6 May 2013

Tanzania: Four Dar es Salaam Law Firms Sucked in Beer War

FOUR leading law firms are battling in court in a dispute between beer brewers, Serengeti Breweries Limited (SBL) and Tanzania Breweries Limited (TBL), over 25bn/- payments.

Lawyers from IMMMA Advocates, Mkono and Company Advocates, Law Associates and FB Attorneys, last Friday appeared before Justices Engela Kileo, Steven Bwana and Sauda Mjasiri at the Court of Appeal, for hearing of an application lodged by Fair Competition Commission (FCC).

Advocate Fatma Karume from IMMMA Advocates for FCC, while advocates Ringo Tenga and Fayaz Bhojan of Law Associates and FB Attorneys, respectively, are for TBL, whereas advocate Wilbard Kapinga, from Mkono and Company Advocates represents SBL.

The hearing could not proceed because one of the judges had not gone through the appeal records. "Since one of us has not gone through the records to prepare for the hearing, we adjourn the hearing to another session," the chair of the panel, Judge Engela Kileo declared.

In the application, the FCC is asking the appelate court to revise the decision given by Fair Competition Tribunal (FCT) on December 6, last year, under the Chairperson of High Court Judge Razia Sheikh, on a number of issues, including the said payments.

"The application seeks orders of the court to exercise its revisionary powers over the Tribunal and accordingly call and examine the records of proceedings before the Tribunal for the purpose of satisfying itself as to correctness and legality and revise them," reads part of the application.

The SBL has supported the FCC position, stating that the Court of Appeal was vested with the jurisdiction to revise proceedings of lower Tribunals such as the FCT, where there are special circumstances and material irregularities.

"Where proceedings and decisions of an inferior Tribunal such as the FCT are marred by confusion, the proper remedy is not an appellate process, but rather such proceedings are amenable to revisional process," reads part of a reply affidavit filed in court by SBL.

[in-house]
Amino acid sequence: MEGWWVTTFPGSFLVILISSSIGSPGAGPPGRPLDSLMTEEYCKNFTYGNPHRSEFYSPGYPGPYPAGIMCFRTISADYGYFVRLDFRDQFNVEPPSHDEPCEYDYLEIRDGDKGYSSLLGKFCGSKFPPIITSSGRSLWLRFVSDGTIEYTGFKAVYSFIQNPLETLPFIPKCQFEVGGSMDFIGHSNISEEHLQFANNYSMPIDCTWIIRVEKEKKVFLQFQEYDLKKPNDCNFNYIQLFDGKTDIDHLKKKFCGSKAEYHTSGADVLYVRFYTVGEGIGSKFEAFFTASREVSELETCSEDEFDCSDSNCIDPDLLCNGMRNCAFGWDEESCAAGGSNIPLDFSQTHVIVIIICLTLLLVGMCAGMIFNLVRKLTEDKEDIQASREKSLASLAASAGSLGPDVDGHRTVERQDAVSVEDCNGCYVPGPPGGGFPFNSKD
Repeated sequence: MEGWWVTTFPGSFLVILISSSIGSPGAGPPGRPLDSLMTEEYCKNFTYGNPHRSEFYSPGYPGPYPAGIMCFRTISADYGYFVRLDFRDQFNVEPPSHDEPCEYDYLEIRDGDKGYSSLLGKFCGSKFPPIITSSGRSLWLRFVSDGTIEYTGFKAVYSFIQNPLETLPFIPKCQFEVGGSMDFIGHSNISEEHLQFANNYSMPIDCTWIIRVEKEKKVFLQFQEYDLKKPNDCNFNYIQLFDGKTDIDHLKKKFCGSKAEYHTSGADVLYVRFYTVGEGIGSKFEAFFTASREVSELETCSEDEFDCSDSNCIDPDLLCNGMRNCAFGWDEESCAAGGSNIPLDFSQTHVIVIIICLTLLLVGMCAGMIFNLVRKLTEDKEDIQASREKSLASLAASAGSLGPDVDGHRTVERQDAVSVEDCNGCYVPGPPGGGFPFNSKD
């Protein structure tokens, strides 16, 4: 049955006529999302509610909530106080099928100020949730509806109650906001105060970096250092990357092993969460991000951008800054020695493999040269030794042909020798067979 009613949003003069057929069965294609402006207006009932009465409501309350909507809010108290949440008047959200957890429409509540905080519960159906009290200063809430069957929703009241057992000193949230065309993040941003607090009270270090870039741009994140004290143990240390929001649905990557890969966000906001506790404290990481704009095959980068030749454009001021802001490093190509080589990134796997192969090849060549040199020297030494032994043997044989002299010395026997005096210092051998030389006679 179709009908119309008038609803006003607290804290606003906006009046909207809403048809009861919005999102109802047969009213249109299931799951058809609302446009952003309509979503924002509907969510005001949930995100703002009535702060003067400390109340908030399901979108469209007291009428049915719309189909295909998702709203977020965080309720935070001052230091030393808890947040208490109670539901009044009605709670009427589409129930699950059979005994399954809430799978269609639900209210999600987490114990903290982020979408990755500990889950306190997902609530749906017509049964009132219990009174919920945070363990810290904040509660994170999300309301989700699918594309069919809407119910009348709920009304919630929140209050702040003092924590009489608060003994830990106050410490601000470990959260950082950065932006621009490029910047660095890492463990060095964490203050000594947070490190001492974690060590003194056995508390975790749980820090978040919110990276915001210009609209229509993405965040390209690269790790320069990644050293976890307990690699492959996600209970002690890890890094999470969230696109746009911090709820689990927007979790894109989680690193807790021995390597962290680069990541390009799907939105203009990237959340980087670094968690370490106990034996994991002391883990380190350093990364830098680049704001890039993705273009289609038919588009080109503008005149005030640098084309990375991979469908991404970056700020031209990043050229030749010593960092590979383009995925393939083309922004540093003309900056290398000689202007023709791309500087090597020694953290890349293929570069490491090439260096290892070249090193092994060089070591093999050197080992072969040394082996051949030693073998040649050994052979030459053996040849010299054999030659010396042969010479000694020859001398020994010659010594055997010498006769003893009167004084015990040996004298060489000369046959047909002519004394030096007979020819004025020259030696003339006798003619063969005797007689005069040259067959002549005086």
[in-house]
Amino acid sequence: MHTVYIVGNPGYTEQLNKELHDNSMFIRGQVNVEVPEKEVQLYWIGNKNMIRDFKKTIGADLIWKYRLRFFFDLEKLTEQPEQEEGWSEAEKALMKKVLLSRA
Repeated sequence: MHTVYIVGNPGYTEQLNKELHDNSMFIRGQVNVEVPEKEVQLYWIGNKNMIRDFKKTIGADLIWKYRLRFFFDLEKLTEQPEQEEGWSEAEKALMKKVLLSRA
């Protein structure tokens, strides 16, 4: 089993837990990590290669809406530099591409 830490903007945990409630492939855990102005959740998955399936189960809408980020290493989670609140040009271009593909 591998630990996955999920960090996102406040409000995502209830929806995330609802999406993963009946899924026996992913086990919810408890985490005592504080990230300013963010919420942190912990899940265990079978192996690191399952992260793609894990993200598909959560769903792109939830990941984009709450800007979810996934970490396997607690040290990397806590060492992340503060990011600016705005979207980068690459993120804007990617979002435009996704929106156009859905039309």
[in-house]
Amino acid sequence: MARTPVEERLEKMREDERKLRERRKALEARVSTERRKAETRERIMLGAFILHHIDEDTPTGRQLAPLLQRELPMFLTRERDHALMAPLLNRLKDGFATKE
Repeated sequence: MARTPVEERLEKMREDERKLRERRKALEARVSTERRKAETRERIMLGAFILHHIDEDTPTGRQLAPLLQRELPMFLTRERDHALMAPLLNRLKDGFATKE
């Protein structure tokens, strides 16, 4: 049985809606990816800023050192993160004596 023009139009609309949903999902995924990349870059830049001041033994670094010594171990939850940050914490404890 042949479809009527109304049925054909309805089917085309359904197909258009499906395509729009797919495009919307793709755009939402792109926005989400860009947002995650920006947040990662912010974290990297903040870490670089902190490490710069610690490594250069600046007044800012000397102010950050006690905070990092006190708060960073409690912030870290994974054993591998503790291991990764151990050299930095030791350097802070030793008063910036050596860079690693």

In its case, the SBL had complained that TBL was removing its signage and posters from retail outlets countrywide to prevent its visibility to the public. The SBL, therefore, requested the FCC to investigate the TBL's conduct as it was engaging in unfair practices.

On its part, the TBL had cross-appealed with the FCC against the SBL, alleging that the latter has also contravened the Fair Competition Act by, among others, using its bottles and crates to park its products to the point even embossing TBL's bottles with its marks.

But on May 21, 2010, the FCC ruled against the TBL that it should pay a fine of five per cent of its turnover for the year of its latest audited account for the offence of entering into anticompetitive branding agreement with outlet owners and removing SBL posters and signage.

Having been aggrieved by the decision, the TBL, through its two counsel, Dr Tenga and Mr Bhojan, appealed before the Tribunal, submitting that when hearing the anti-competitive dispute, the FCC was not properly constituted.

They submitted that Mr Nikubuka Shimwela was not properly appointed as FCC Chairman. The advocates urged that the Chairman had been appointed by the Minister for Industry and Trade and not the President as required by the law; hence, any decision made by him was nullity.

Judge Sheikh sitting with two other members of the FCT, agreed with TBL arguments and ruled that since the FCC at the time of hearing the matter was not properly constituted, the decision to fine TBL five per cent of its turnover was inappropriate and, therefore, quashed the decision.

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